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Treasury Secretary Jack Lew, in an exclusive interview with CNBC, diplomatically but firmly criticized China's handling of its currency devaluation. He also said the recent trading turmoil isn't a major concern at this point, but "I keep my eye on the market."
Regarding China, whose devaluation last month helped set off the plunge in world markets, Lew said: "They have to understand, and I make this point to them quite clearly, that there's an economic and a political reality to things like exchange rates." His comments follow those of other officials who have been critical of the way China went about devaluing its currency.
"They need to understand that they signal their intentions by the actions they take and the way they announce them. And they have to be very clear that they're continuing to move in a positive direction. And we're going to hold them accountable," said Lew, who will be participating in a meeting of G-20 financial ministers and central bankers Friday in Turkey.
"I think that we have been very clear for a very long time with China, how they manage their exchange rate is a matter of great concern to us and that they need to be willing to let market forces drive the value up, not just drive it down," he said in the interview Wednesday. "I think it is something we will discuss at the G-20, is any temptation to slip into what might look like competitive devaluation. It's both unfair and it ultimately leads to a worse global economy."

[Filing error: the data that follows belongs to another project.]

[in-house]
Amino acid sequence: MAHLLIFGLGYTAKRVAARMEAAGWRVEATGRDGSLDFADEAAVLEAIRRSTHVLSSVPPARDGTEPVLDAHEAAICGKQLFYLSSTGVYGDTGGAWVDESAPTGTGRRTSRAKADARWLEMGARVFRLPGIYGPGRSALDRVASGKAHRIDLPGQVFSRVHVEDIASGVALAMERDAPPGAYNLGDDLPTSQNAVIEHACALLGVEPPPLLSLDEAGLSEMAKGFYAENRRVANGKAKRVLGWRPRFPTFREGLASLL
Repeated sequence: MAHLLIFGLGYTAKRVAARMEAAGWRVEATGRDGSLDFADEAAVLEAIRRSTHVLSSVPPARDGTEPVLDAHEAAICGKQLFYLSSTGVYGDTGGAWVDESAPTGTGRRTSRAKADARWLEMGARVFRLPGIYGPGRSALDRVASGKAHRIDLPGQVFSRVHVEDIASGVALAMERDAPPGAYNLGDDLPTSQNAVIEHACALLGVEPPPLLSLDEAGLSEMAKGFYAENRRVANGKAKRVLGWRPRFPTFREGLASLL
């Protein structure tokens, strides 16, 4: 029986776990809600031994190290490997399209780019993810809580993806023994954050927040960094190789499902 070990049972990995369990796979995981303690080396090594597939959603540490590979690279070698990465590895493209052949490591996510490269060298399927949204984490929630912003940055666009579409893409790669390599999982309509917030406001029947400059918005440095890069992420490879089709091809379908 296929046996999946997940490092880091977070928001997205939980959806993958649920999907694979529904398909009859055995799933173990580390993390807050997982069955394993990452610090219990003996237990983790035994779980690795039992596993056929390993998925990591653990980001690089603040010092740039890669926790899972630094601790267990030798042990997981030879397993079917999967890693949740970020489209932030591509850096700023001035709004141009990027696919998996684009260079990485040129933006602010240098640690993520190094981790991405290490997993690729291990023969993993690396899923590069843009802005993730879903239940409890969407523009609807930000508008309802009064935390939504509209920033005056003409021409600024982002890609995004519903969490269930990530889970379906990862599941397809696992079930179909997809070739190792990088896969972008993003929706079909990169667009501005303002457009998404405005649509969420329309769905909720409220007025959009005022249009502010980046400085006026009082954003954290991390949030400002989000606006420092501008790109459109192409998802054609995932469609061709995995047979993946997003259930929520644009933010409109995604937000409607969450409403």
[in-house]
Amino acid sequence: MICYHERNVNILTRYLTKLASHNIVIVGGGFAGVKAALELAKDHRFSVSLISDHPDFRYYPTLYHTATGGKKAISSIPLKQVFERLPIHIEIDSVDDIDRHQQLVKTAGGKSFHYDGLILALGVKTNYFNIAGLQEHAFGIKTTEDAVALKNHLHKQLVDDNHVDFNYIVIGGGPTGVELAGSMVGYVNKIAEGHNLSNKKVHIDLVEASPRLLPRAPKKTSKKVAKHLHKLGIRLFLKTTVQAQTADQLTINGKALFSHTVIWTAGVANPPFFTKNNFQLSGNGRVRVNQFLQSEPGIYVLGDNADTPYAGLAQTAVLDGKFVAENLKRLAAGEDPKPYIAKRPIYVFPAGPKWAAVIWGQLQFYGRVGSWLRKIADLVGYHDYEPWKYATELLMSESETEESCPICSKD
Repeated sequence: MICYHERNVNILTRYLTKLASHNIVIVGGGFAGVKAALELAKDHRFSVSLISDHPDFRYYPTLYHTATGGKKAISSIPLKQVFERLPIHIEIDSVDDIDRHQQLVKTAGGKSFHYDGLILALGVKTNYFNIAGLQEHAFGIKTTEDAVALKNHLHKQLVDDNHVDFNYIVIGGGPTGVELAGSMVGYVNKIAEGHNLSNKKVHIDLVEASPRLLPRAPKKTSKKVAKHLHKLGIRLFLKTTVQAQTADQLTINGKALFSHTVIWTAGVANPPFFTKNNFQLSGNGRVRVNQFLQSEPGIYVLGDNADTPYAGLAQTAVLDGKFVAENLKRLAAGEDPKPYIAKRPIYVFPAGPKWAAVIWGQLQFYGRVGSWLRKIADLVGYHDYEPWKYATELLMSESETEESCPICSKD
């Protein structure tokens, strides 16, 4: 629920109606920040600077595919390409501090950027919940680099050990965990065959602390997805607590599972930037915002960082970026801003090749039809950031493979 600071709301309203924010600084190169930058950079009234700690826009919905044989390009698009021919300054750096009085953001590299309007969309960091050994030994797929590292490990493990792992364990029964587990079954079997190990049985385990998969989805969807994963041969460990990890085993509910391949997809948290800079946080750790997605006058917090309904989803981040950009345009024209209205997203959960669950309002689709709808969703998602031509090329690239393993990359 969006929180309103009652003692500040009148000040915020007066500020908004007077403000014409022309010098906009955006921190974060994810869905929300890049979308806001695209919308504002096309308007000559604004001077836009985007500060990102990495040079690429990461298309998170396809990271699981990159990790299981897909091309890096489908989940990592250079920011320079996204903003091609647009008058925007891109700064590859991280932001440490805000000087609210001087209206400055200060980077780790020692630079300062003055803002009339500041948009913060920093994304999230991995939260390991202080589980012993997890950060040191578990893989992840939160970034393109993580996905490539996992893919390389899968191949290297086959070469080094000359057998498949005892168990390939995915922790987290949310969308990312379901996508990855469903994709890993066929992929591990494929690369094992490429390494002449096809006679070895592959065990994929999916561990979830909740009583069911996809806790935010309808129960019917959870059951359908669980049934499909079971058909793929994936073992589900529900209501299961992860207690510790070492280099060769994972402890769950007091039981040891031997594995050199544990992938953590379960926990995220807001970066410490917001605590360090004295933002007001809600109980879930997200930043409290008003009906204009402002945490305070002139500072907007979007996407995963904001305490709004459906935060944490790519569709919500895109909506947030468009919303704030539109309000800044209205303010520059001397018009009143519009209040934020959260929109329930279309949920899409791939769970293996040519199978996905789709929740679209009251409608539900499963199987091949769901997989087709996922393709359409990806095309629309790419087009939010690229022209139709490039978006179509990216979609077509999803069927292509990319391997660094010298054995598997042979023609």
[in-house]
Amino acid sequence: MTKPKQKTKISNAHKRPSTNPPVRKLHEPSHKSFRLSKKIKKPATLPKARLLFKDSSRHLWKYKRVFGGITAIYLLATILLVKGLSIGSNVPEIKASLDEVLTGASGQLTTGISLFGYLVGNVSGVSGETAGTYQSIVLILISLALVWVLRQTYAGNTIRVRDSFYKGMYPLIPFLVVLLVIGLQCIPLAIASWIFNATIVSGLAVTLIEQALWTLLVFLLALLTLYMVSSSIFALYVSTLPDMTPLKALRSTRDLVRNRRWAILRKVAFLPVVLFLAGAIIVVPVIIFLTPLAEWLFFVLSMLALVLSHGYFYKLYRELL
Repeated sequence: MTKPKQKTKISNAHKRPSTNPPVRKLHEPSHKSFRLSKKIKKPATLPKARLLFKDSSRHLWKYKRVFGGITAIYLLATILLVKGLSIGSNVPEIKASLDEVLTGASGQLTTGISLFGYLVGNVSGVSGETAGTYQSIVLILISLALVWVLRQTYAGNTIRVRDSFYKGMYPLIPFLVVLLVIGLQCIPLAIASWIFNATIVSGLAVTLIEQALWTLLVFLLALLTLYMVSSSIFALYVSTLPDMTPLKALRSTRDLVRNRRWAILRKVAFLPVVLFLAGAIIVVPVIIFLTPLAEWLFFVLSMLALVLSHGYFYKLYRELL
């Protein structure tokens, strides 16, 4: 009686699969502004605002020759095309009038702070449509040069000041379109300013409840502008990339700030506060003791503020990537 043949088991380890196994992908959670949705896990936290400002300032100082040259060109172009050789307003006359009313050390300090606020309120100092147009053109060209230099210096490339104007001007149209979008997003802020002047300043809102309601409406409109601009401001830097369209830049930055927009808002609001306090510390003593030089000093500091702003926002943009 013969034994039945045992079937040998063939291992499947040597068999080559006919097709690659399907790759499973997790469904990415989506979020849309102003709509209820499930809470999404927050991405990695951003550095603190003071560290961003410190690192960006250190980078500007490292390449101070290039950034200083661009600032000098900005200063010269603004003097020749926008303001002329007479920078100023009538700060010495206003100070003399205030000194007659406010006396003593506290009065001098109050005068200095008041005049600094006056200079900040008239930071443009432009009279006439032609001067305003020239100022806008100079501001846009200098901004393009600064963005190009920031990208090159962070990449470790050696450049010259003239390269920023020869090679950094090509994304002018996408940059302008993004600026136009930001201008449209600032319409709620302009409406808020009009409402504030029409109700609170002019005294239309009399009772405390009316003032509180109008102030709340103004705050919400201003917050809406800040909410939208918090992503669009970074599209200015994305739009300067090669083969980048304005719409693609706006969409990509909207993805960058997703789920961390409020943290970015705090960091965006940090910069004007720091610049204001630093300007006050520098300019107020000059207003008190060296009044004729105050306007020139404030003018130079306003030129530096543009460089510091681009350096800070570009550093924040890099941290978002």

The treasury secretary's remarks come ahead of the Chinese premier's visit to the U.S. later this month, and with markets swinging wildly on concerns over the Chinese economy. China last month took extraordinary steps to devalue the yuan, a move that experts said was an acknowledgement of what's been known for some time—the world's second largest economy has slowed amid efforts to transform the drivers of growth there.
Lew said more economic reform is the right answer for China. "There needs to be a set of reforms put in place where the economy becomes much more market oriented, where consumer demand grows and there's a shift from a heavy, heavy emphasis on investor spending to more consumer-driven spending," he said.
"What they're experiencing now is the challenge of managing that transition in an orderly way," he continued. "The really important question for the medium and the long term is, 'Do they have the ability to stick to the reform plan that they've mapped out?"
On the campaign trail, Republican presidential contender Donald Trump has said what's going on with China's economic policy is "one of the greatest thefts in history."
In the interview that aired Thursday, Lew told CNBC: "I don't need to look to the political statements to focus on the importance of the U.S.-China economic relationship."
"We expect them to behave in a way that meets a level of transparency where it's credible that they're moving to keep commitments that they've made," he said.
On the issue of the extreme volatility in the stock market, Lew said it's something worth watching but isn't a major concern at this point.